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Windows Server 2003 End-of-Life: Breaking Up is Hard To Do

Community Manager

In case you haven’t heard, Microsoft’s technical support of a little thing called Windows Server 2003 ends on July 14th. And whenever a well-used piece of software reaches its end-of-life (EOL), it can feel a little bit like a breakup. As with any breakup, we know letting go can be difficult, time-consuming and sometimes just too painful to go through with. After all, as Neil Sedaka taught us all, “breaking up is hard to do.”

So, in honor of Windows Server 2003’s EOL and considering how hard it can be to end a relationship, even with software, we’d like hear some of the craziest stories you’ve got about encounters with software and other technologies being used well past their effective EOL. Ran into a machine still running Windows 98? Tell us about it! Met a dev who’s still coding on Fortran 77? Shout it out! Found a box running Windows Server 2000 (believe it or not, it’s been five years since it EOL’d)? Let us know!

Use the comments section below to tell us your story by Friday, May 29, and we’ll be sure to give you 250 thwack points to say thanks.

45 Comments
clubjuggle
Level 13

We had a couple Windows 200 machines that were needed for a few particular applications for about 2 years past the end of extended support. I was asked to put in a rule on our web filter blocking all Internet access to and from those computers to help mitigate the risk.

Jfrazier
Level 18

We have 3 Win 2k3 servers supporting an old legacy tool that has been out of support for a number of years from back in the day when everyone was cutting back to minimal staff and support....  Migration is a project on our plate...along with everything else.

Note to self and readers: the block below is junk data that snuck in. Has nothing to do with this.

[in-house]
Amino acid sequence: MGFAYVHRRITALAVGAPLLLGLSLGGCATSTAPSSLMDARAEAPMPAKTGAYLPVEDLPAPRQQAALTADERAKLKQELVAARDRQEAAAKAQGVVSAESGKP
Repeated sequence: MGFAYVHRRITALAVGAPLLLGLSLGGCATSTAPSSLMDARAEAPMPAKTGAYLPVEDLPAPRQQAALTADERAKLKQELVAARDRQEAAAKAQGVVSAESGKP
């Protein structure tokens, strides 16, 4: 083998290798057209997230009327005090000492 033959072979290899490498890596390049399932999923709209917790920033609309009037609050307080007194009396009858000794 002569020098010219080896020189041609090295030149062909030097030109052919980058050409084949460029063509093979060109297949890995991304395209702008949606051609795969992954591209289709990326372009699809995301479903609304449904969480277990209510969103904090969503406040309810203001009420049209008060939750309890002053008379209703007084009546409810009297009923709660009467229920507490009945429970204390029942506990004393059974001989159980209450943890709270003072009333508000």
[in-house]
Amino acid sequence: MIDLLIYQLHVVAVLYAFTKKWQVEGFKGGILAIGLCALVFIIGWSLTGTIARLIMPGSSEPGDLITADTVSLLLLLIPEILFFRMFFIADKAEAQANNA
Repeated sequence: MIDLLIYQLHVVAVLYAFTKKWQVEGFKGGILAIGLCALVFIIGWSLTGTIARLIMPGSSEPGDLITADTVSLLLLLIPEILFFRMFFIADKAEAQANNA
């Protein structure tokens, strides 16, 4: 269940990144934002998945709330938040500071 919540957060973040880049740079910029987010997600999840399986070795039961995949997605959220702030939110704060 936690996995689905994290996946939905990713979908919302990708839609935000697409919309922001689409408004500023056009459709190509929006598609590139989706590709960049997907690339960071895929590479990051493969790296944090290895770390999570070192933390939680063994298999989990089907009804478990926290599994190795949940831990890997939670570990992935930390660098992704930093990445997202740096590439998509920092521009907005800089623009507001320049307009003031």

jkump
Level 15

That's a good idea.  It looks like we are going to have about a dozen W2003 servers hanging around past the date.  Might borrow your idea about the firewall rule.  Maybe we need to move them to a separate VLAN while we are at.   hmmm.. The possibilities.

mr.e
Level 14

I propose a minute of silence for Windows Server 2003 on May 29th.  Say from 10:00 to 10:01 am GMT ?

RIP-WS20031 (1).jpg\

Then, at 10:01, we can sing the song Celebration, from Kool & the Gang.  For those that were not even born back then, here's a YouTube link so you can learn it... 

Kool & The Gang - Celebration - YouTube

jkump
Level 15

Nice and tasteful!

mcam
Level 14

excellent song!

billyjbryant
Level 10

We have a server still in use in our environment that is actively running Windows Server 2000 and has a Legacy version of Cisco Call Manager (3.x) running on it.  It's the oldest piece of hardware in our data center and it scares the shit out of me every day, but despite its age, it just keeps chugging along. 

Past that, we are still using IBM's Tivoli Event Manager for an Event Management Dashboard/Console.

P.S. Does any one have any thoughts on a good replacement for Event/Alert Management console/dashboard that gives mean time to acknowledge slas?

Radioteacher
Level 14

Sounds good but I would play "I Just Want to Celebrate" by Rare Earth.

Until July 14 I will play "When will you Die" by They Might Be Giants.

In the song they ask over and over "When will you die?"  They want to know the date so they can celebrate that wonderful day.